Can Micro Management help make your warehouse more efficient?
Merriam-Webster's Online Dictionary defines:Micro Management as management with excessive control or attention on details. While it is much maligned, in some instances micro management may offer a solution to help you make your warehouse operations more streamlined.
According to industry statics, order picking costs typically account for more than 50% of total warehouse / DC operating costs. With the trend toward smaller, more frequent orders, order fulfillment costs will continue to increase. Naturally companies are concerned and searching for better management methods to combat this growing problem.
Many companies consider deploying a separate Labor Management Software (LMS) to help improve their bottom lines. With the MDS-WMS system the Labor management suite is integrated so a separate LMS is not required. The simple result is often a labor productivity increase simply because employees know they are being tracked throughout the operation.
But, distributors should be mindful that tracking time per pick isn't a one-size-fits-all proposition. Based upon our experiences, large distributors with 15 or more order pickers often benefit most from LMS and Time tracking.
The problem is seems its that for the majority of small distributors, order pickers are multi-tasking. These people perform multiple different tasks, not at the same time, but going from picking to a completely unrelated tasks as they work. To simply record when they start and stop would not really track the true time to pick.
Based upon that here are some micro-management suggestions that can improve order fulfillment productivity and lower overall operating cost without tracking specific times on operations.
All of these are easy to implement using the existing MDS-WMS system or can be done manually if your system doesn't support these capabilities.
(1) Segregate Single Line Orders
Single-line orders generally can be picked in large batches. Because they don’t need to be consolidated with other items, they often can be picked directly into a shipping carton or envelope, thereby, eliminating the packing and sorting function altogether. In a parcel-shipping environment, single-line case orders could be batched to allow operators to pull a full pallet or case, and then print & apply customer specific shipping labels to the individual cases.
(2) Slot and Assemble Sizes Of One For Customer Replenishment
For warehouses that are primarily replenishing customer stockrooms, large quantities are not always the best way to go. With barcoding software like our MDS Scanconnect Product, replenishing customer inventory on an item-for-item basis (actually units sold)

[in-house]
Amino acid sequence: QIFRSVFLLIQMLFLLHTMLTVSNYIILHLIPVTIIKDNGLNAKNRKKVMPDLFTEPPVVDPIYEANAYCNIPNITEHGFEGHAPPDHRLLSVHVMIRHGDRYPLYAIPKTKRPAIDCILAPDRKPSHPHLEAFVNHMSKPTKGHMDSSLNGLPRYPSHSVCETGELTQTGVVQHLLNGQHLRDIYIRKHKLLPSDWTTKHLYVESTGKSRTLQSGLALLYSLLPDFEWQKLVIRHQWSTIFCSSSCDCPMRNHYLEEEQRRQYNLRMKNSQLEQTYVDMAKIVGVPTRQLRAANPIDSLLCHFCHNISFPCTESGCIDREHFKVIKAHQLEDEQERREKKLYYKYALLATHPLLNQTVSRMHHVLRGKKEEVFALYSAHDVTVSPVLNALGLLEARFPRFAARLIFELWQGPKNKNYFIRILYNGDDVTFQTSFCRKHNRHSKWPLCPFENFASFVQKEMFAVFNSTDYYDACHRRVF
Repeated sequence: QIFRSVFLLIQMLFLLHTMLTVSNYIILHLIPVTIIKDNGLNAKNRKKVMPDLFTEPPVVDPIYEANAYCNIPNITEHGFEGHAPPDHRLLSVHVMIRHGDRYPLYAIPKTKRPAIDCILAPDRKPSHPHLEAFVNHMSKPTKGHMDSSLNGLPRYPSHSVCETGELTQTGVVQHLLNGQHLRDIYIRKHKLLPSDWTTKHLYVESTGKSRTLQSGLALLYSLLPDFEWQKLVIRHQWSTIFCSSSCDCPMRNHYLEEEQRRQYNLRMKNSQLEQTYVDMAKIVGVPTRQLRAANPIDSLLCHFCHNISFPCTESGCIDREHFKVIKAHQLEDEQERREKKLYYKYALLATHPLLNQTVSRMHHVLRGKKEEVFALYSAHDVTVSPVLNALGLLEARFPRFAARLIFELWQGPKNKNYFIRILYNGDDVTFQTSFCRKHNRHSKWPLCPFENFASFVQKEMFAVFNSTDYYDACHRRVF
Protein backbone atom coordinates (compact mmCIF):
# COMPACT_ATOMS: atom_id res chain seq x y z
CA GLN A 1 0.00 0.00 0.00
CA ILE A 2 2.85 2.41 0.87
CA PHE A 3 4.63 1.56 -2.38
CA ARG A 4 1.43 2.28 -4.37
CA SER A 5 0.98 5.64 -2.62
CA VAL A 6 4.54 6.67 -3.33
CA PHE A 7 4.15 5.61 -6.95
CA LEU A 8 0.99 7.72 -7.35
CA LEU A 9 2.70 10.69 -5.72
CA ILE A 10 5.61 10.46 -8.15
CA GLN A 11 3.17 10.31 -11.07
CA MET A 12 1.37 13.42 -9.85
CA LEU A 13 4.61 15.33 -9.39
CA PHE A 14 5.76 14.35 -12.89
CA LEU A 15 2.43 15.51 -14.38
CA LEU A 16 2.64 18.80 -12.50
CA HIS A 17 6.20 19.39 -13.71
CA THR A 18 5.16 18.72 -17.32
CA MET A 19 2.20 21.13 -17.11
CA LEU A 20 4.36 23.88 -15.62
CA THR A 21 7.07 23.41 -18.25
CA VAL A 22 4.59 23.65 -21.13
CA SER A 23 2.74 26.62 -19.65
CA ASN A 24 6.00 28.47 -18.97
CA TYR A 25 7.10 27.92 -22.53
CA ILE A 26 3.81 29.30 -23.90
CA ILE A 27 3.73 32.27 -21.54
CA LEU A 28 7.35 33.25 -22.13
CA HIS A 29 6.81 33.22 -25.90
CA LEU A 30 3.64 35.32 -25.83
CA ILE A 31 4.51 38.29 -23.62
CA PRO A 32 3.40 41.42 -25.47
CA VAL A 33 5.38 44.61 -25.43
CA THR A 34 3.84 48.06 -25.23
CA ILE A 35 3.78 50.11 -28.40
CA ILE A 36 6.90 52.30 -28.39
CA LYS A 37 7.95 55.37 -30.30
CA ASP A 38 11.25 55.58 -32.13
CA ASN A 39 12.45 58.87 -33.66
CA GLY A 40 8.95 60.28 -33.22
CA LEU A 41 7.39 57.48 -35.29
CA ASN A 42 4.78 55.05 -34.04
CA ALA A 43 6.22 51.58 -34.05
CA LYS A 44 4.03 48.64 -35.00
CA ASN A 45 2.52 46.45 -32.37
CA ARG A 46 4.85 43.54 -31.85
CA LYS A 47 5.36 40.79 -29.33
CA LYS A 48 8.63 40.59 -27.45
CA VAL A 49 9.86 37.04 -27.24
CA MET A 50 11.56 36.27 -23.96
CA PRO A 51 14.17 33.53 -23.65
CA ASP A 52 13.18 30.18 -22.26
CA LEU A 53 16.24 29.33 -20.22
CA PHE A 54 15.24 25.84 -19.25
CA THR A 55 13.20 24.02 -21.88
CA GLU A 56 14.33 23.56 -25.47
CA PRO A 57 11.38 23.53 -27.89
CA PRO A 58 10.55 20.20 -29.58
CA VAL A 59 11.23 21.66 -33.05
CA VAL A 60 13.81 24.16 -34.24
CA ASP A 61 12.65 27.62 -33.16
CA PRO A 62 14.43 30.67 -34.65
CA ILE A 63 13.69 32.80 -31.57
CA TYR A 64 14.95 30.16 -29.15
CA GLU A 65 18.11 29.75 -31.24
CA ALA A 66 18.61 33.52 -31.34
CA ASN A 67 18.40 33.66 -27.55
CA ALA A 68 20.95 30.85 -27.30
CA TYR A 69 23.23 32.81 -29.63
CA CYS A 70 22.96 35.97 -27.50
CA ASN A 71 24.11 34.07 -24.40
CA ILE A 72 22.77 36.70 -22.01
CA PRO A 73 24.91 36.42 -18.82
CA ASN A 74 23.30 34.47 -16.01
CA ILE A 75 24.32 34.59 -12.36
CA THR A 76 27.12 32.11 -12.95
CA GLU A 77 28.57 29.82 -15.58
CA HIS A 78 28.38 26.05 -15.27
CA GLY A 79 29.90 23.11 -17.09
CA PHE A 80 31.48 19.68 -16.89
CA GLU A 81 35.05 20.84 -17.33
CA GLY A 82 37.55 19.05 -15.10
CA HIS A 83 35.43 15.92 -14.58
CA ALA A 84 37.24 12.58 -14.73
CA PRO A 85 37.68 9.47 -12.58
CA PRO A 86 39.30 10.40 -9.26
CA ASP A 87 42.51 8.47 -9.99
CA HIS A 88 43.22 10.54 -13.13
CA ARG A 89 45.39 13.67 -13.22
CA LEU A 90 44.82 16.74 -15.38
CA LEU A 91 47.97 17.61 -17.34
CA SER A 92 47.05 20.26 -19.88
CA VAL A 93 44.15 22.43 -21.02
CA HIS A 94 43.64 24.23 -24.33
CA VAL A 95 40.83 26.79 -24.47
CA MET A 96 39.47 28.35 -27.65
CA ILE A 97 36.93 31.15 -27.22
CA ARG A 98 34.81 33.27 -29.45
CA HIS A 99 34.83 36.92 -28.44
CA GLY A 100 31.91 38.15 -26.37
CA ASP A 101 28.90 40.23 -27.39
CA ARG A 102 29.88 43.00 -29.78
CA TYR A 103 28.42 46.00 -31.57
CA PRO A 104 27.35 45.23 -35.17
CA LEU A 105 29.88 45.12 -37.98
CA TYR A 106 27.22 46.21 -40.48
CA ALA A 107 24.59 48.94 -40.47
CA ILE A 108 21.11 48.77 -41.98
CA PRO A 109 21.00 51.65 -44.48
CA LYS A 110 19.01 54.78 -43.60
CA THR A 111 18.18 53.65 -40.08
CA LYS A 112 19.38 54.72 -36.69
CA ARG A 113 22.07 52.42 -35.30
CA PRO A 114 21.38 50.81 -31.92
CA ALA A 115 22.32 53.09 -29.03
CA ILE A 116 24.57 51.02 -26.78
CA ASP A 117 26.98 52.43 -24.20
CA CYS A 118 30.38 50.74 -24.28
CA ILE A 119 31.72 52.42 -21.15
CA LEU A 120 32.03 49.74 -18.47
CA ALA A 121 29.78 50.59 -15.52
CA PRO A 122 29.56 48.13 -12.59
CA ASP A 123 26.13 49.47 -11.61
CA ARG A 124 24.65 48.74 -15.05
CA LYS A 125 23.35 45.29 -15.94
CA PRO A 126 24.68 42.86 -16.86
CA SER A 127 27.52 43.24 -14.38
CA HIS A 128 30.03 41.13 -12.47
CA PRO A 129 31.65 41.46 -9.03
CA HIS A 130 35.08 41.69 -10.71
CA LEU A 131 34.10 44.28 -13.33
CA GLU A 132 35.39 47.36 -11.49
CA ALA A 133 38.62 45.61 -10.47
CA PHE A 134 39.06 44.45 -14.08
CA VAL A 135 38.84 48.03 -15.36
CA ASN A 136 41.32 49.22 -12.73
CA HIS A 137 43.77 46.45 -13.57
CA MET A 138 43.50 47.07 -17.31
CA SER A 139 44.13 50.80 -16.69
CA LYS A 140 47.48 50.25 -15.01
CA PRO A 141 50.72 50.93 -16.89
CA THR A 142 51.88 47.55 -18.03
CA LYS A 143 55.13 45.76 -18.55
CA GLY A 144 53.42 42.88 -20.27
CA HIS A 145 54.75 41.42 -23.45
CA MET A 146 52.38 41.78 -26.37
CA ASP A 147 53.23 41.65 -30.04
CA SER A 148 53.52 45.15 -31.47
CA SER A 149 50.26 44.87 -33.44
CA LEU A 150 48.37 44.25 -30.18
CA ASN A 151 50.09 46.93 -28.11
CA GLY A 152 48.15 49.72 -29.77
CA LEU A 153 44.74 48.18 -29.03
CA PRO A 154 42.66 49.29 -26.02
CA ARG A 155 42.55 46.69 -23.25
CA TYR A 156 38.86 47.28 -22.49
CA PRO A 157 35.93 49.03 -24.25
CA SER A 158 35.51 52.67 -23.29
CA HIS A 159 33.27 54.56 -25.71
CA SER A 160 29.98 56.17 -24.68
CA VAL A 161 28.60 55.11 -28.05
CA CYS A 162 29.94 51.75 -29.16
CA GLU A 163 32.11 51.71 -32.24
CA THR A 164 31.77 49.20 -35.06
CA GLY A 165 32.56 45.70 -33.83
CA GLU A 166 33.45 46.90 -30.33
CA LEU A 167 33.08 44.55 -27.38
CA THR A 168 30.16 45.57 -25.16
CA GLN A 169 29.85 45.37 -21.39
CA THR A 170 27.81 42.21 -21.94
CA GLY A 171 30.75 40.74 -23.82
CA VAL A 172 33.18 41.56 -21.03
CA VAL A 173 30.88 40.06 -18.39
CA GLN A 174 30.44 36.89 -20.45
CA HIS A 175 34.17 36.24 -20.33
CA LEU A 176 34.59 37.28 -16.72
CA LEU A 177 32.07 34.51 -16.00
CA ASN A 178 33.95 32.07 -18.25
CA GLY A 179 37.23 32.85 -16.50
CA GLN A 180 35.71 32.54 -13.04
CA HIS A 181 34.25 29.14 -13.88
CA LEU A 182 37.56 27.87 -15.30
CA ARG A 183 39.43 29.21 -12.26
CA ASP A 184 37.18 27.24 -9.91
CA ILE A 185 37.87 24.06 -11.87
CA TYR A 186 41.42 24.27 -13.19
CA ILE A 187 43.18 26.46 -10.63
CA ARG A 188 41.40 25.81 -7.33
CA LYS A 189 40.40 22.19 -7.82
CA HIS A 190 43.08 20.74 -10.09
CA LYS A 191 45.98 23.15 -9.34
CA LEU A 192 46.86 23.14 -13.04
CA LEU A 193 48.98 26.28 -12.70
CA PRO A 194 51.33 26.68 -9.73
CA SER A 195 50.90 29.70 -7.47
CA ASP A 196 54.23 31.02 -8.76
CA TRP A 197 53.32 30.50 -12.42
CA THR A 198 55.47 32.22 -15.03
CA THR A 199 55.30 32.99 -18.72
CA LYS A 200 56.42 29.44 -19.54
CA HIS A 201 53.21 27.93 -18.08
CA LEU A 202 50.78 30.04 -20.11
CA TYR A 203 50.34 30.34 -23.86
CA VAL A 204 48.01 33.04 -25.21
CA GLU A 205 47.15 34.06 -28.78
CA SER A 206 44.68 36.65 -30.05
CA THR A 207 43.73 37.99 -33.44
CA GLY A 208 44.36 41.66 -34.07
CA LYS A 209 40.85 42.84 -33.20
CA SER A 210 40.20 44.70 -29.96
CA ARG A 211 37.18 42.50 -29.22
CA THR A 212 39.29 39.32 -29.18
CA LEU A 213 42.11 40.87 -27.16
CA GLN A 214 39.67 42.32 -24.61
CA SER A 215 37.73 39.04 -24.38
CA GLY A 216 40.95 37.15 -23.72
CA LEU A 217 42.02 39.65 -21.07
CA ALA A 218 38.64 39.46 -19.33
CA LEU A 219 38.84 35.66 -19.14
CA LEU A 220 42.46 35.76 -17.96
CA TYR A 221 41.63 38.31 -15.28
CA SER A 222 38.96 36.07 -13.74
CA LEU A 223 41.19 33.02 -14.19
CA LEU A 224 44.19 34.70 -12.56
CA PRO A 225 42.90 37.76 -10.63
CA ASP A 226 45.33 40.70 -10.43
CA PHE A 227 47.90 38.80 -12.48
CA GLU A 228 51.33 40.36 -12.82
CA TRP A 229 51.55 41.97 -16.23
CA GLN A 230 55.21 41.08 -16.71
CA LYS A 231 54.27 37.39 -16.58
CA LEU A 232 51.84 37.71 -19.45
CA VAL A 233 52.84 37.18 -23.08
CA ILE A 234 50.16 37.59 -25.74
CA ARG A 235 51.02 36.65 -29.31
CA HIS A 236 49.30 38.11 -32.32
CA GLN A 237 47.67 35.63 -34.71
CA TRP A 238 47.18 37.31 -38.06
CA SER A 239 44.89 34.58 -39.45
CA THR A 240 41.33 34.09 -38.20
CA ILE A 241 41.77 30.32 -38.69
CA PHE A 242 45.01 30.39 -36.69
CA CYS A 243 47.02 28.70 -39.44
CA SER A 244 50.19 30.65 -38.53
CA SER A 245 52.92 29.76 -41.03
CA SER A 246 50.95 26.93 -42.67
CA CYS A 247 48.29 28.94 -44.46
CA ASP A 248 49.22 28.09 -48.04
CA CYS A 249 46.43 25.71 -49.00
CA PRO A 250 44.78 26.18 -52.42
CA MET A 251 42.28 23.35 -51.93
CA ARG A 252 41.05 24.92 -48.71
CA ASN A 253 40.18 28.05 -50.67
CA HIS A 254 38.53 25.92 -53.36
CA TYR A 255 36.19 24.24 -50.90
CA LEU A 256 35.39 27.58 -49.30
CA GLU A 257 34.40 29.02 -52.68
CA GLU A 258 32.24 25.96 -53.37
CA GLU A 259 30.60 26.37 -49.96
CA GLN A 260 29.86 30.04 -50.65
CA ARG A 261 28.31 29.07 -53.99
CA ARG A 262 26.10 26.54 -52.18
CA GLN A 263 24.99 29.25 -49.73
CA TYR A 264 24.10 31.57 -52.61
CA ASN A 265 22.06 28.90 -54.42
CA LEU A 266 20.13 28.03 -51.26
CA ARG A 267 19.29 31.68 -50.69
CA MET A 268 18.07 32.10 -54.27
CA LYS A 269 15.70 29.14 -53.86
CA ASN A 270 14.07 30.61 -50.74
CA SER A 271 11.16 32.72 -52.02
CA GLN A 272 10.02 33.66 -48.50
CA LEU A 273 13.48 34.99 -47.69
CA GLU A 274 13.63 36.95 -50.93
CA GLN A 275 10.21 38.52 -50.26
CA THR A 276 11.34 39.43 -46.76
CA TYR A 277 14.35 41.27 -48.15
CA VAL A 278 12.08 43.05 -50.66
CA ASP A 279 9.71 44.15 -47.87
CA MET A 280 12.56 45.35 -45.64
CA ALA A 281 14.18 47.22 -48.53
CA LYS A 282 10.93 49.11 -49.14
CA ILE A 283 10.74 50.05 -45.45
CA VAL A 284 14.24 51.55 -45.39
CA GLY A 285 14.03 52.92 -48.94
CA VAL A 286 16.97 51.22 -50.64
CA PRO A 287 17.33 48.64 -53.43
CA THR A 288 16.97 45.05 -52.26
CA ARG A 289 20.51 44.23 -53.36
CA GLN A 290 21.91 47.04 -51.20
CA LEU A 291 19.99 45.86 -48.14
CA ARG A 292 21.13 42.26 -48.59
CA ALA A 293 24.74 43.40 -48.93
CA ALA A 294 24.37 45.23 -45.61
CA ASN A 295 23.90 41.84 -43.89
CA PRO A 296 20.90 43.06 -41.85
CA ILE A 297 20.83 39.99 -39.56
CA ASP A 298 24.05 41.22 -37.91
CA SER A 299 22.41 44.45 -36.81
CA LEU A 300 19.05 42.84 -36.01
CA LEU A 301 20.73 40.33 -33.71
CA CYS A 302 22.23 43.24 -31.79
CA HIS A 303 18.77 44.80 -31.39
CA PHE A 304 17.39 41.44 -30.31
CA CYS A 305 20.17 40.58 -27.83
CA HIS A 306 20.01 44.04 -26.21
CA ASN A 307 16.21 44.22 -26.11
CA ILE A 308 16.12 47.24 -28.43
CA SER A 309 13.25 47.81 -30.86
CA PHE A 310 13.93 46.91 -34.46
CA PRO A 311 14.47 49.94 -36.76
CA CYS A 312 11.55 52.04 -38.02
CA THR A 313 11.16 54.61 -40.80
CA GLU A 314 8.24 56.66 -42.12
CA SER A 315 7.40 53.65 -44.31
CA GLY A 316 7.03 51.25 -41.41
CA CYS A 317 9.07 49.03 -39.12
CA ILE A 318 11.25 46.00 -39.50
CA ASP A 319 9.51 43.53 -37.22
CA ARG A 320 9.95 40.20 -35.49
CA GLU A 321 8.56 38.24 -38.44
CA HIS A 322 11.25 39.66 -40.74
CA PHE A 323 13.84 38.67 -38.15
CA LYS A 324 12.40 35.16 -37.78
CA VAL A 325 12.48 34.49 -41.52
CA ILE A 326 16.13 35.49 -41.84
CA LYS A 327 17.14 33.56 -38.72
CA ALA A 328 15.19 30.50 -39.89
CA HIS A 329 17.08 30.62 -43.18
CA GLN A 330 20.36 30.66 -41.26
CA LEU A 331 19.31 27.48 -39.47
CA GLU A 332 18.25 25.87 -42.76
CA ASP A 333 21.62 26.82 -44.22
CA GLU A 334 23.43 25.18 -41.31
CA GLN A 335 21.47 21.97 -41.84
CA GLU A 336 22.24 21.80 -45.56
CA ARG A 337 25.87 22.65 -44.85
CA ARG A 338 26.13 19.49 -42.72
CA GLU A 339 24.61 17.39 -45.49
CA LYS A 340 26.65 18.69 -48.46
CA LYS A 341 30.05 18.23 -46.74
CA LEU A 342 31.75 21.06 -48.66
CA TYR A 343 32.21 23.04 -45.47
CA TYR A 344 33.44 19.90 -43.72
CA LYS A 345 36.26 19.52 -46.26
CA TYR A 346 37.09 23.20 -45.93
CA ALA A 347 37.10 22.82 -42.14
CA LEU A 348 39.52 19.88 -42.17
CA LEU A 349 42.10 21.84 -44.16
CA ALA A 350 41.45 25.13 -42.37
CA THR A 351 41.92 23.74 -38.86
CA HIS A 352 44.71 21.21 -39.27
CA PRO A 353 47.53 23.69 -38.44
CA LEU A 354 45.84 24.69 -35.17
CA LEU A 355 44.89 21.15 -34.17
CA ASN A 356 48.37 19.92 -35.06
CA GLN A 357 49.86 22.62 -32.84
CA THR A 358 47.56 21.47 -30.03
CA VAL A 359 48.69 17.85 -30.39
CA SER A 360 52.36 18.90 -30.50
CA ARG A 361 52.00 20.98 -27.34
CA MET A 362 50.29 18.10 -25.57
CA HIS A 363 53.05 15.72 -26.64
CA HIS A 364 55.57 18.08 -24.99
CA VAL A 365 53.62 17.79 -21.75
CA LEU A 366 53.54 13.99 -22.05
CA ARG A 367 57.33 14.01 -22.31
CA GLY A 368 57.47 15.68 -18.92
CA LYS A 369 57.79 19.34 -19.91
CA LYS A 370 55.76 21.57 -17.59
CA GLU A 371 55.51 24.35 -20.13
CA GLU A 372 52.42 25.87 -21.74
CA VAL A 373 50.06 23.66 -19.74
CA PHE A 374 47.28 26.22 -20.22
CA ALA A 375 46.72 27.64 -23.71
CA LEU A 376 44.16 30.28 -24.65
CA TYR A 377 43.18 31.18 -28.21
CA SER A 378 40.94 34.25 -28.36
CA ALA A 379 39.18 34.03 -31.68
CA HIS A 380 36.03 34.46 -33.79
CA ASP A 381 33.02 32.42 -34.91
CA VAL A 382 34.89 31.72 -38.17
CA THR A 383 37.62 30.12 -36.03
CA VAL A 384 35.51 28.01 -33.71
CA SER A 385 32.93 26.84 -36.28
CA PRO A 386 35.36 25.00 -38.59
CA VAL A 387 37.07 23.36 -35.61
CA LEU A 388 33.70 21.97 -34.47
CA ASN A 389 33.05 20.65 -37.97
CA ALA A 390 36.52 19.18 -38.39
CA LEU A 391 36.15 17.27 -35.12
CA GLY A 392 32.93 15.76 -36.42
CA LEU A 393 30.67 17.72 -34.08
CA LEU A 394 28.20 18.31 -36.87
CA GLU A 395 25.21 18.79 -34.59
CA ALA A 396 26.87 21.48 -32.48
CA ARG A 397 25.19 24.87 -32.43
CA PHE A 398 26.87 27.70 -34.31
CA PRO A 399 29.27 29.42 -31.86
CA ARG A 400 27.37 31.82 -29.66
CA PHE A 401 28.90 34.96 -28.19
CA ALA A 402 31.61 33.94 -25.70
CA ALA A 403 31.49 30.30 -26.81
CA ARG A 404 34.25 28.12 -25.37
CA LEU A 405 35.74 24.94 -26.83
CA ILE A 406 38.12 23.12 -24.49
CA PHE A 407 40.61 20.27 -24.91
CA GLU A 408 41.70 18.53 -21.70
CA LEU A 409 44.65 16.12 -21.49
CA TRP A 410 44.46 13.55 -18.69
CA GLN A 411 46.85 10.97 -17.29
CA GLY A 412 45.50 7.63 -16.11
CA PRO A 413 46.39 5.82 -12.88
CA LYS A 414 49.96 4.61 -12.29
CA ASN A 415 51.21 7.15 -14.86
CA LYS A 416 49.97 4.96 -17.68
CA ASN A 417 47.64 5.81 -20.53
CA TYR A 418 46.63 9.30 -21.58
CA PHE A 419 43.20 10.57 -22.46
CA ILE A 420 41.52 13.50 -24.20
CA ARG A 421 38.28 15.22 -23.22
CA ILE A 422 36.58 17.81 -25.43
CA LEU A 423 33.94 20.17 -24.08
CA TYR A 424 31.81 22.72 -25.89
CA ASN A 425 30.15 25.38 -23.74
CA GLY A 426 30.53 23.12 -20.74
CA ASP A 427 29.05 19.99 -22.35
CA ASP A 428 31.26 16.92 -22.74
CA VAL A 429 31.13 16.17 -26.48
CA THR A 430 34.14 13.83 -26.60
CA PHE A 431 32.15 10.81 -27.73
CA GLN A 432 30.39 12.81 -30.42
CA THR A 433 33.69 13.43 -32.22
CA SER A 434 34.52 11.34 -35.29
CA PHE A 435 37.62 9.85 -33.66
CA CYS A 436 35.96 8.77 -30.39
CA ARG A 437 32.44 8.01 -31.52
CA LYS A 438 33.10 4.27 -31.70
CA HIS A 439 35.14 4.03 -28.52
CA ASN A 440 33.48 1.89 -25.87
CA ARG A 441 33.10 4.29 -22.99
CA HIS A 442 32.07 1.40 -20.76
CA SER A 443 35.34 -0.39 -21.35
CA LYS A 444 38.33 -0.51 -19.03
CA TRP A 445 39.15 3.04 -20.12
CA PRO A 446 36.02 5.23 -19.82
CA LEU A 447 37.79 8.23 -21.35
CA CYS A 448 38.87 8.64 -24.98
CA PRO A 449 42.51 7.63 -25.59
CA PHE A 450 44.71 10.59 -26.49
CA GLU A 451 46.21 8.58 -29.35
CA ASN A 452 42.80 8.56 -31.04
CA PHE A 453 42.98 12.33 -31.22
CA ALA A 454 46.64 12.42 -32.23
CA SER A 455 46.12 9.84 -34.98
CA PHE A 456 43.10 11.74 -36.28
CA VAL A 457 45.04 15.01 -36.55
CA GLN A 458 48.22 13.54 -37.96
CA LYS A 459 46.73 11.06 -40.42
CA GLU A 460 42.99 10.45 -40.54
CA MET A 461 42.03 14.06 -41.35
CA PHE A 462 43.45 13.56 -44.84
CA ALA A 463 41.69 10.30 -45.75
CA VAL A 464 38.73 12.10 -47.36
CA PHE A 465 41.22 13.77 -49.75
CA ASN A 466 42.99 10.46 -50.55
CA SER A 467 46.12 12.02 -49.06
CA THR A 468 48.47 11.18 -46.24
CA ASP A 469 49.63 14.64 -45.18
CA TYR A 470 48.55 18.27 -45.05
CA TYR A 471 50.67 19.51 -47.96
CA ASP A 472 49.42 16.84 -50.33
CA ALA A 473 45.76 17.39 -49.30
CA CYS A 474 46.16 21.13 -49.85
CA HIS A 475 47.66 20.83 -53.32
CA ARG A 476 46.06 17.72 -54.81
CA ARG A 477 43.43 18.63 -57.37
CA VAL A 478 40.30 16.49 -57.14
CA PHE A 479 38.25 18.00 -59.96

That's great for the customer, but what about the warehouse? Piece picking will likely increase warehouse order fulfillment cost. But rethinking order fulfillment processes to optimize "each-picking" tasks could yield significant productivity improvements in both the warehouse and the customer stockroom.
Start by thinking about the final destination of the inventory inside the stockroom. The small orders that are created by increased delivery frequency, for example, can be further divided to match shelves, aisles or stockroom layouts. Several of these "sub-orders" can be picked simultaneously as an efficient batch in a single pick trip at the warehouse. Loose pieces also can be bagged and labeled with the pick ticket at the warehouse. As a result, the stockroom will receive products grouped and identified.
Meanwhile, the pick path for the batch can be greatly reduced if products are slotted at the warehouse to mimic the way that orders are received from the customer. This will allow you to choose optimal picking configurations in the warehouse. Assuming your customer orders are automated and regular this can be a tremendous time saver for picking.
If you really need to push throughput the MDS-WMS system can work with hardware based product-to-person picking methods, like horizontal and vertical carousals, which increase productivity within a minimum footprint.
(3) Look For Order Patterns and Slot Items Based upon It.
When it comes to multi-line orders, sometimes pickers are fortunate enough to pick an entire order without travelling far on the pick path. How can you make that the rule rather than just a matter of luck?
The RemoteNet system now offers the ability to created suggested items when brwosing for a product, similar to Amazon's recommendations. Applying that same logic to your picking and slotting strategy means that you can now predict which items will be on the next order and slot accordingly.
(4) Split Bulk and LUM Item to seperate picks
Generally, if you begin picking all portions of an order at the same time, full-case items will arrive at the dock first. That's because broken-case or each picking is labor intensive and typically slower.
Consider Splitting your orders to Bulk and Piece counts, this will allow items to be pulled by size. Allow your Hi-Lo or Pallet Pulling equipment to focus on the large items,
while at the same time allowing piece pickers to pick the remaining items.
How much better, and less expensive, would it be to pre-pick eaches into shipping containers and stage those containers in a flow rack or shelving area? When all the eaches picking has been completed, crank up the case-pick line and let the eaches containers lead the cases straight into the truck.
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